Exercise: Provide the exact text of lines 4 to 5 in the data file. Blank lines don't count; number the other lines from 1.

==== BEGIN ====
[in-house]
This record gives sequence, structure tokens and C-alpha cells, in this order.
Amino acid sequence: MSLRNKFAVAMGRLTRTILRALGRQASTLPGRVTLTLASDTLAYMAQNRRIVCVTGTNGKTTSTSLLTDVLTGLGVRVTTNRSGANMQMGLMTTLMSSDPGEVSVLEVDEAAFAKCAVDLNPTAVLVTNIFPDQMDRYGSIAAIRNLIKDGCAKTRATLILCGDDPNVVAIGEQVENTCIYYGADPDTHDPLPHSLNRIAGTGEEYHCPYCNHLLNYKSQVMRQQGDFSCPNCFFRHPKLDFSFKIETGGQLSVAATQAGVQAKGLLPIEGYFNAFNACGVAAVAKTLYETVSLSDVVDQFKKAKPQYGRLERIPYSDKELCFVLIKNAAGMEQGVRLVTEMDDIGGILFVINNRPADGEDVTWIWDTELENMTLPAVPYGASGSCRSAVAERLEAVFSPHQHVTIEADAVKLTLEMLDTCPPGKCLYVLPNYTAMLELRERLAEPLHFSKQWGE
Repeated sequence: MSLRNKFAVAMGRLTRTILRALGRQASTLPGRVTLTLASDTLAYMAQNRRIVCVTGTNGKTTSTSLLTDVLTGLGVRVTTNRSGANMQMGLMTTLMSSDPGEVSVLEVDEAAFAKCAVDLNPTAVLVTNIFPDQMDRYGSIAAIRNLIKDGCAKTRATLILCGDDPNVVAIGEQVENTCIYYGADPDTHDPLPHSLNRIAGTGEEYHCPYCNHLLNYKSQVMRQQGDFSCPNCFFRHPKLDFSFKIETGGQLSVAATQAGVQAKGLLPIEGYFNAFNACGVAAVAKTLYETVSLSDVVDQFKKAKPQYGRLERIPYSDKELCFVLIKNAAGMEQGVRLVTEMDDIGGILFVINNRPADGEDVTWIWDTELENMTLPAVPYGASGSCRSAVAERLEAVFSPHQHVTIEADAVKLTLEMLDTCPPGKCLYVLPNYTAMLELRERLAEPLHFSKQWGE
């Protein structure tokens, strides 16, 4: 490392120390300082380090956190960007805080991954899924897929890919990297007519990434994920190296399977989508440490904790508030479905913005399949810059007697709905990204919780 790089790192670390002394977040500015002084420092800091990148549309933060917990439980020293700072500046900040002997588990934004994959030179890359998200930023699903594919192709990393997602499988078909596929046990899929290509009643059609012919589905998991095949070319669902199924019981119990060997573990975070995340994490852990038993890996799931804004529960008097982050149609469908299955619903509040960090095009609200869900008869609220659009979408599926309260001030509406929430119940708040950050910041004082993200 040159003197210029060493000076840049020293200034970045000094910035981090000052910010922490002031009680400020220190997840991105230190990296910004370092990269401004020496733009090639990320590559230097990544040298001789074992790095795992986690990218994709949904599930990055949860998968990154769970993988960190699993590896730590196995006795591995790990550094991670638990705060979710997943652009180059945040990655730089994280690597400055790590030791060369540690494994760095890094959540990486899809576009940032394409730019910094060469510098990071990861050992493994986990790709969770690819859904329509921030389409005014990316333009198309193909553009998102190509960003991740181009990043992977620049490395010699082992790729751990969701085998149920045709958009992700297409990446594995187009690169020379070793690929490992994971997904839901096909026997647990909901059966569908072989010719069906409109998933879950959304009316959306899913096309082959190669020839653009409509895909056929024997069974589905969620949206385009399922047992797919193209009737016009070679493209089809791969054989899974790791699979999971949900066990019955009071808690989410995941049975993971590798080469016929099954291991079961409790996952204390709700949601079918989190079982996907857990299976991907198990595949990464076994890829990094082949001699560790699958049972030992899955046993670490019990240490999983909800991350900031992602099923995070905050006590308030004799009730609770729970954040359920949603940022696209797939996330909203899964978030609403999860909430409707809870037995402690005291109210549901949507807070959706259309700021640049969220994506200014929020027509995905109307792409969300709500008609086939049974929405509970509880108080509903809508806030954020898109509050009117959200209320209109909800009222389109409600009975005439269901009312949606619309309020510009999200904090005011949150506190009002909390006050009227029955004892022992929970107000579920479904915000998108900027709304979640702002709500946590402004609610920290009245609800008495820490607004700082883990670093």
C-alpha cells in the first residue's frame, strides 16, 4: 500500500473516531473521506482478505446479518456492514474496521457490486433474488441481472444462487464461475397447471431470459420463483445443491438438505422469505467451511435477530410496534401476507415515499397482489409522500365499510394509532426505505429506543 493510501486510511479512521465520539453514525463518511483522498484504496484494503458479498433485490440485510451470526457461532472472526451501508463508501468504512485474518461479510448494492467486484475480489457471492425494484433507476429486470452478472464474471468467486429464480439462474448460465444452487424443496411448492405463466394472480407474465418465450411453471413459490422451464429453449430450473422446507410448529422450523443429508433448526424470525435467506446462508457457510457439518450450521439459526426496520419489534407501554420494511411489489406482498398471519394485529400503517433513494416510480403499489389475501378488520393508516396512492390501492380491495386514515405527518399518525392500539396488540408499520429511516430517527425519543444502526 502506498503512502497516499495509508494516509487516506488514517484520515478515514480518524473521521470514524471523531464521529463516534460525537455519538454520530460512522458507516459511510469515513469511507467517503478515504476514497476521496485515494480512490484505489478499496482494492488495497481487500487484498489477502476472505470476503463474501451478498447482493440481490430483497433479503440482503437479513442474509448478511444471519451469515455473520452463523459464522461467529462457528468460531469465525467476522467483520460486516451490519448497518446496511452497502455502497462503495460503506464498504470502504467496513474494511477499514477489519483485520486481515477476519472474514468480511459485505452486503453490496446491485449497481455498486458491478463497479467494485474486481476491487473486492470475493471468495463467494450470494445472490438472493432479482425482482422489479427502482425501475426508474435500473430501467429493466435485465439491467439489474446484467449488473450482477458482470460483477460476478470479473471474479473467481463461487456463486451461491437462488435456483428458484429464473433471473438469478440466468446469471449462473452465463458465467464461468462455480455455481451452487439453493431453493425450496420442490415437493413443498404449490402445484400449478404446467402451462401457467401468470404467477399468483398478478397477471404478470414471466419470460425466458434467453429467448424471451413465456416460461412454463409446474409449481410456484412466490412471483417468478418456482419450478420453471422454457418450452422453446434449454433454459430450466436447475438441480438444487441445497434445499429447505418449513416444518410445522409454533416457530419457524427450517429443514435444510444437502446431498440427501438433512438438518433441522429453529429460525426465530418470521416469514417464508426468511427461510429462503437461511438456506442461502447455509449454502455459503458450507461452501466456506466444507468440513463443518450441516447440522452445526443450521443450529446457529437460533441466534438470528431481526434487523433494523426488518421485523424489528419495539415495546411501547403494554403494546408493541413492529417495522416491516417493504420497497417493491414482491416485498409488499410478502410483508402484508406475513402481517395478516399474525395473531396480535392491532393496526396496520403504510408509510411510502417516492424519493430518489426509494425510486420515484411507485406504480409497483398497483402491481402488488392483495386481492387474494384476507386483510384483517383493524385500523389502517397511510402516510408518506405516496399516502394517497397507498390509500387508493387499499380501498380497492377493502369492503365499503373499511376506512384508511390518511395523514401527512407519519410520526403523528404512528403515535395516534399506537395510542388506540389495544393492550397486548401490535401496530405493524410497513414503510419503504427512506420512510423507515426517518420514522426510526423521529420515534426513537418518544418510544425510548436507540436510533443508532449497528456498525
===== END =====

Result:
Repeated sequence: MSLRNKFAVAMGRLTRTILRALGRQASTLPGRVTLTLASDTLAYMAQNRRIVCVTGTNGKTTSTSLLTDVLTGLGVRVTTNRSGANMQMGLMTTLMSSDPGEVSVLEVDEAAFAKCAVDLNPTAVLVTNIFPDQMDRYGSIAAIRNLIKDGCAKTRATLILCGDDPNVVAIGEQVENTCIYYGADPDTHDPLPHSLNRIAGTGEEYHCPYCNHLLNYKSQVMRQQGDFSCPNCFFRHPKLDFSFKIETGGQLSVAATQAGVQAKGLLPIEGYFNAFNACGVAAVAKTLYETVSLSDVVDQFKKAKPQYGRLERIPYSDKELCFVLIKNAAGMEQGVRLVTEMDDIGGILFVINNRPADGEDVTWIWDTELENMTLPAVPYGASGSCRSAVAERLEAVFSPHQHVTIEADAVKLTLEMLDTCPPGKCLYVLPNYTAMLELRERLAEPLHFSKQWGE
């Protein structure tokens, strides 16, 4: 490392120390300082380090956190960007805080991954899924897929890919990297007519990434994920190296399977989508440490904790508030479905913005399949810059007697709905990204919780 790089790192670390002394977040500015002084420092800091990148549309933060917990439980020293700072500046900040002997588990934004994959030179890359998200930023699903594919192709990393997602499988078909596929046990899929290509009643059609012919589905998991095949070319669902199924019981119990060997573990975070995340994490852990038993890996799931804004529960008097982050149609469908299955619903509040960090095009609200869900008869609220659009979408599926309260001030509406929430119940708040950050910041004082993200 040159003197210029060493000076840049020293200034970045000094910035981090000052910010922490002031009680400020220190997840991105230190990296910004370092990269401004020496733009090639990320590559230097990544040298001789074992790095795992986690990218994709949904599930990055949860998968990154769970993988960190699993590896730590196995006795591995790990550094991670638990705060979710997943652009180059945040990655730089994280690597400055790590030791060369540690494994760095890094959540990486899809576009940032394409730019910094060469510098990071990861050992493994986990790709969770690819859904329509921030389409005014990316333009198309193909553009998102190509960003991740181009990043992977620049490395010699082992790729751990969701085998149920045709958009992700297409990446594995187009690169020379070793690929490992994971997904839901096909026997647990909901059966569908072989010719069906409109998933879950959304009316959306899913096309082959190669020839653009409509895909056929024997069974589905969620949206385009399922047992797919193209009737016009070679493209089809791969054989899974790791699979999971949900066990019955009071808690989410995941049975993971590798080469016929099954291991079961409790996952204390709700949601079918989190079982996907857990299976991907198990595949990464076994890829990094082949001699560790699958049972030992899955046993670490019990240490999983909800991350900031992602099923995070905050006590308030004799009730609770729970954040359920949603940022696209797939996330909203899964978030609403999860909430409707809870037995402690005291109210549901949507807070959706259309700021640049969220994506200014929020027509995905109307792409969300709500008609086939049974929405509970509880108080509903809508806030954020898109509050009117959200209320209109909800009222389109409600009975005439269901009312949606619309309020510009999200904090005011949150506190009002909390006050009227029955004892022992929970107000579920479904915000998108900027709304979640702002709500946590402004609610920290009245609800008495820490607004700082883990670093």